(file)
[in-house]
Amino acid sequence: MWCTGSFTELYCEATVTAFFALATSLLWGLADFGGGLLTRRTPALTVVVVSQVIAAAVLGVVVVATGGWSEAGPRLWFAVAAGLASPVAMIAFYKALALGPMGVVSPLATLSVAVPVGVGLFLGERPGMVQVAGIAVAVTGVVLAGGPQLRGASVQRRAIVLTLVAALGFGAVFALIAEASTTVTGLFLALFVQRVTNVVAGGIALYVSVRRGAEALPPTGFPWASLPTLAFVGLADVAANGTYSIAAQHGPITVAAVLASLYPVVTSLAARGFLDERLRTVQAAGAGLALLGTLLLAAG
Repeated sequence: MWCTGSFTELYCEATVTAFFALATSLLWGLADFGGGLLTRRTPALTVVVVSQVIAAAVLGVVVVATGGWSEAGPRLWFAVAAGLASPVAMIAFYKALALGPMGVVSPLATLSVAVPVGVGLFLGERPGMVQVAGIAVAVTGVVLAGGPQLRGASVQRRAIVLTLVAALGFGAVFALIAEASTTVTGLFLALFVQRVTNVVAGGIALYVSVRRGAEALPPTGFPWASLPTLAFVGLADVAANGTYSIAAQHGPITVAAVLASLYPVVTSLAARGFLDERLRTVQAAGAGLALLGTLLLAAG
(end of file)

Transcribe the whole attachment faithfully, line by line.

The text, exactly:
[in-house]
Amino acid sequence: MWCTGSFTELYCEATVTAFFALATSLLWGLADFGGGLLTRRTPALTVVVVSQVIAAAVLGVVVVATGGWSEAGPRLWFAVAAGLASPVAMIAFYKALALGPMGVVSPLATLSVAVPVGVGLFLGERPGMVQVAGIAVAVTGVVLAGGPQLRGASVQRRAIVLTLVAALGFGAVFALIAEASTTVTGLFLALFVQRVTNVVAGGIALYVSVRRGAEALPPTGFPWASLPTLAFVGLADVAANGTYSIAAQHGPITVAAVLASLYPVVTSLAARGFLDERLRTVQAAGAGLALLGTLLLAAG
Repeated sequence: MWCTGSFTELYCEATVTAFFALATSLLWGLADFGGGLLTRRTPALTVVVVSQVIAAAVLGVVVVATGGWSEAGPRLWFAVAAGLASPVAMIAFYKALALGPMGVVSPLATLSVAVPVGVGLFLGERPGMVQVAGIAVAVTGVVLAGGPQLRGASVQRRAIVLTLVAALGFGAVFALIAEASTTVTGLFLALFVQRVTNVVAGGIALYVSVRRGAEALPPTGFPWASLPTLAFVGLADVAANGTYSIAAQHGPITVAAVLASLYPVVTSLAARGFLDERLRTVQAAGAGLALLGTLLLAAG